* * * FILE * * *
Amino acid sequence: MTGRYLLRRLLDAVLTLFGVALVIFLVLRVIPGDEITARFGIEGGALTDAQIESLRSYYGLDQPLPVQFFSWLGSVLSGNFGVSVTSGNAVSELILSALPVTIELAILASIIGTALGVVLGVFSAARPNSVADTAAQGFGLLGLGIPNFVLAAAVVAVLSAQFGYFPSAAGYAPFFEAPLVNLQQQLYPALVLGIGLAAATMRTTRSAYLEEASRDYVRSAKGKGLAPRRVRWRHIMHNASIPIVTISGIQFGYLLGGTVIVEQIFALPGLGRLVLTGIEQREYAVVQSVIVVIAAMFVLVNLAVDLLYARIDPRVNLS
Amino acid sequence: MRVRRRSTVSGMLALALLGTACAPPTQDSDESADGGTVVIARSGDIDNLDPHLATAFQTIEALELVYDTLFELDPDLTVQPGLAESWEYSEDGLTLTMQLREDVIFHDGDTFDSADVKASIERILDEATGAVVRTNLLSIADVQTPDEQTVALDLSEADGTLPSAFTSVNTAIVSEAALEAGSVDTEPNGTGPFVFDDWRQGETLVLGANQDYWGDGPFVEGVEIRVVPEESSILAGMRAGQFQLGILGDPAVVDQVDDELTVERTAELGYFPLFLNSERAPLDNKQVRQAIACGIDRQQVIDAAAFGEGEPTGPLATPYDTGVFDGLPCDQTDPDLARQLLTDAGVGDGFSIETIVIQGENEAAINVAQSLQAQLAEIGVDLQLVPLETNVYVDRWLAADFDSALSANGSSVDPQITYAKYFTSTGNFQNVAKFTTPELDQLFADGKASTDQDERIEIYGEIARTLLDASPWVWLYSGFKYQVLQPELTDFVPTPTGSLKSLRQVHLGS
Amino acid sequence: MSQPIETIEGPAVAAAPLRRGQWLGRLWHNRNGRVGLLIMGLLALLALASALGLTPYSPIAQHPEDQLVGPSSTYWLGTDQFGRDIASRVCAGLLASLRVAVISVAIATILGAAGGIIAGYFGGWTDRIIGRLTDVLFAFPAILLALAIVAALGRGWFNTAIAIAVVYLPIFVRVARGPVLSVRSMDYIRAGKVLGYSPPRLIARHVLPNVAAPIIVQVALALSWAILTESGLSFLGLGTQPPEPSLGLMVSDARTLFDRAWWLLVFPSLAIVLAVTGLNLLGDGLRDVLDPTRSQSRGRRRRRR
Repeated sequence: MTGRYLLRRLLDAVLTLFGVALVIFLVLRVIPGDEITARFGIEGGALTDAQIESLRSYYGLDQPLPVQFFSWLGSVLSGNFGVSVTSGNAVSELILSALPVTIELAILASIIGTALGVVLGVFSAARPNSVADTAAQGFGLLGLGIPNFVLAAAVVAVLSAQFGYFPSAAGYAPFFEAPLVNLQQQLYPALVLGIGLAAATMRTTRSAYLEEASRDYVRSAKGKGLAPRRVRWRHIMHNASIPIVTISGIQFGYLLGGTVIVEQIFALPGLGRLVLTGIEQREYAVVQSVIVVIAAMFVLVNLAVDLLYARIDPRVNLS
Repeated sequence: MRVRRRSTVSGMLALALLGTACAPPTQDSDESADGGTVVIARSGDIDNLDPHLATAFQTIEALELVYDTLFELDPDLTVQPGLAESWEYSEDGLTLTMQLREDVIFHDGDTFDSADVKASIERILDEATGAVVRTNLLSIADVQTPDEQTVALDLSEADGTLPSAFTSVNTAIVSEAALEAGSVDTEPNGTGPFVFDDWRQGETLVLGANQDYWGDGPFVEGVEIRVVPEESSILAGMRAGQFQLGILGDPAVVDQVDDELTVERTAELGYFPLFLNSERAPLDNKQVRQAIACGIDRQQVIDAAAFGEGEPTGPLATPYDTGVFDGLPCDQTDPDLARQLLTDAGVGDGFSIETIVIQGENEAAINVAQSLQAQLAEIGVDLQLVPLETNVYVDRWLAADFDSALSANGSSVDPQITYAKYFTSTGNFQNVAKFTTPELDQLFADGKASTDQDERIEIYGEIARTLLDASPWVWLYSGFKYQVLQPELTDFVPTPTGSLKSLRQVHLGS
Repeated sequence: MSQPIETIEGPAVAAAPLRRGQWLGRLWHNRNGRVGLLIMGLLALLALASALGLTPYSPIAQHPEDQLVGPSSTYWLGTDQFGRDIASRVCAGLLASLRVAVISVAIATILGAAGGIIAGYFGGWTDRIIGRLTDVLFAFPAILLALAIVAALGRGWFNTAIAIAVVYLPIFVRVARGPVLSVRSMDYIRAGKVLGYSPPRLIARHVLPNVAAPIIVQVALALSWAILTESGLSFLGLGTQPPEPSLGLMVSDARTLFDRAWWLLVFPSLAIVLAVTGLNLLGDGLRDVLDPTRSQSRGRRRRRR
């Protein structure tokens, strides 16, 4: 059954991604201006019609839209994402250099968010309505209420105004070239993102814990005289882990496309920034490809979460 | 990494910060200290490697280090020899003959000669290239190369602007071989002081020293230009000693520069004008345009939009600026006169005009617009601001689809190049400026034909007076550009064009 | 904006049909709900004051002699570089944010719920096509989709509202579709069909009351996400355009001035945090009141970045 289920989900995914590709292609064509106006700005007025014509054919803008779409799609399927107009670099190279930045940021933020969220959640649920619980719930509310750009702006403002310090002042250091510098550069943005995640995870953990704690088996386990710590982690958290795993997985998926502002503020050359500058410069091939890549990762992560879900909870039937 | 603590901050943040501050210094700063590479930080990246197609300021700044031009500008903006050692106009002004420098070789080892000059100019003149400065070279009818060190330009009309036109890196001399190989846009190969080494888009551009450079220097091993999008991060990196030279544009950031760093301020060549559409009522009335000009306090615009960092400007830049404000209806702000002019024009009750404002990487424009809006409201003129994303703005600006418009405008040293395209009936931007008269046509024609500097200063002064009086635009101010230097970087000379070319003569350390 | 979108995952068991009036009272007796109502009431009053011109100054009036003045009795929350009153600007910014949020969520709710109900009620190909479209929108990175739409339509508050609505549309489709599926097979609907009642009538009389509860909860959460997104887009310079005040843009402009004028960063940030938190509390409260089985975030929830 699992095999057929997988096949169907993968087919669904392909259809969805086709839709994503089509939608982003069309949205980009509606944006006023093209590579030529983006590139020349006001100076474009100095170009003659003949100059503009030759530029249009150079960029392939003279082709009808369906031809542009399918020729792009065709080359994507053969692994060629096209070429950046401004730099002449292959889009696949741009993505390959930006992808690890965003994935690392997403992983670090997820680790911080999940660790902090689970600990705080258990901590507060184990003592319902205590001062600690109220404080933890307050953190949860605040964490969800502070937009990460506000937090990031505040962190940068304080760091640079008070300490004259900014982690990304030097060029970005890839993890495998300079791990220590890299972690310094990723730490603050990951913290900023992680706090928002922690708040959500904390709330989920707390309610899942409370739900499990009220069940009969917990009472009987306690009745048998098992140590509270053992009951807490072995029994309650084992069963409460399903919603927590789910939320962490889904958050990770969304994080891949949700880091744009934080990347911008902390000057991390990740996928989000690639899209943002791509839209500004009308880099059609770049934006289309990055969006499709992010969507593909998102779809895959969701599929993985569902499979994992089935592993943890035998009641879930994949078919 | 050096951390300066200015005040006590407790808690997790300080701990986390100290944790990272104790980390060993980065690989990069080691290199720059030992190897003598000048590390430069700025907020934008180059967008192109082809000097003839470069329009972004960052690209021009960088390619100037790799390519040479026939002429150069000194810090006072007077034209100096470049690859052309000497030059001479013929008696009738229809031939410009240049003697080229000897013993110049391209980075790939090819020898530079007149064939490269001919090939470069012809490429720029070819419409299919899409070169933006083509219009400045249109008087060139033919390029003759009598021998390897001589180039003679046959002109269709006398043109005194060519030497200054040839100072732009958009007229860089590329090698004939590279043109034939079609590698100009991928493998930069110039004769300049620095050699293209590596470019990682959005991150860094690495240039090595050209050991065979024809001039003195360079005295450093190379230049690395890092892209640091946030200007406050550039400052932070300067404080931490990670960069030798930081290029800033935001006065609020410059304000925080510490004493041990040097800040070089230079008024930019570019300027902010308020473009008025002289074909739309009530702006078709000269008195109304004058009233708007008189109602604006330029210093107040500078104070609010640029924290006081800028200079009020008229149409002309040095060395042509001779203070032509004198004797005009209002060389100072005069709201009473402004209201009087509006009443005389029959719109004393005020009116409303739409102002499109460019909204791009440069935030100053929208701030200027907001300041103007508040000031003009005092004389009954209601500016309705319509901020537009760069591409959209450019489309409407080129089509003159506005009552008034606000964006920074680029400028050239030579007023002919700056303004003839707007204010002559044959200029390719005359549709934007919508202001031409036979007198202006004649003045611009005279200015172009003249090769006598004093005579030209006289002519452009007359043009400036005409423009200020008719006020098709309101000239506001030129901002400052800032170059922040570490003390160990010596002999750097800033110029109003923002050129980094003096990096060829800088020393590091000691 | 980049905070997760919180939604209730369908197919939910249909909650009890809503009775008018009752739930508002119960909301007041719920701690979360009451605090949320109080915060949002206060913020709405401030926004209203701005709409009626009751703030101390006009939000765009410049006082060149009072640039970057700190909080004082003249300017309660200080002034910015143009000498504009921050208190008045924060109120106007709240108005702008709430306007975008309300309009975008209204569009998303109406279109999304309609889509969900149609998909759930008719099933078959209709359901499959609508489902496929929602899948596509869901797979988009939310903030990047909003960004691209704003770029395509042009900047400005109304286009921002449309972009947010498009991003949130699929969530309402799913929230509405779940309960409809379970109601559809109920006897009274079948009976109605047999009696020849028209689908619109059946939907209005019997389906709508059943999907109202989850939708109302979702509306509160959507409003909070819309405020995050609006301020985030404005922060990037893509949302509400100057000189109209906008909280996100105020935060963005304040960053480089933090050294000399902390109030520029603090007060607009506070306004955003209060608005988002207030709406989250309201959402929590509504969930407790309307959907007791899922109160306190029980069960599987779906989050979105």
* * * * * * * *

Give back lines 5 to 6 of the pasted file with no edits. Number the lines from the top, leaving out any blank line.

Repeated sequence: MRVRRRSTVSGMLALALLGTACAPPTQDSDESADGGTVVIARSGDIDNLDPHLATAFQTIEALELVYDTLFELDPDLTVQPGLAESWEYSEDGLTLTMQLREDVIFHDGDTFDSADVKASIERILDEATGAVVRTNLLSIADVQTPDEQTVALDLSEADGTLPSAFTSVNTAIVSEAALEAGSVDTEPNGTGPFVFDDWRQGETLVLGANQDYWGDGPFVEGVEIRVVPEESSILAGMRAGQFQLGILGDPAVVDQVDDELTVERTAELGYFPLFLNSERAPLDNKQVRQAIACGIDRQQVIDAAAFGEGEPTGPLATPYDTGVFDGLPCDQTDPDLARQLLTDAGVGDGFSIETIVIQGENEAAINVAQSLQAQLAEIGVDLQLVPLETNVYVDRWLAADFDSALSANGSSVDPQITYAKYFTSTGNFQNVAKFTTPELDQLFADGKASTDQDERIEIYGEIARTLLDASPWVWLYSGFKYQVLQPELTDFVPTPTGSLKSLRQVHLGS
Repeated sequence: MSQPIETIEGPAVAAAPLRRGQWLGRLWHNRNGRVGLLIMGLLALLALASALGLTPYSPIAQHPEDQLVGPSSTYWLGTDQFGRDIASRVCAGLLASLRVAVISVAIATILGAAGGIIAGYFGGWTDRIIGRLTDVLFAFPAILLALAIVAALGRGWFNTAIAIAVVYLPIFVRVARGPVLSVRSMDYIRAGKVLGYSPPRLIARHVLPNVAAPIIVQVALALSWAILTESGLSFLGLGTQPPEPSLGLMVSDARTLFDRAWWLLVFPSLAIVLAVTGLNLLGDGLRDVLDPTRSQSRGRRRRRR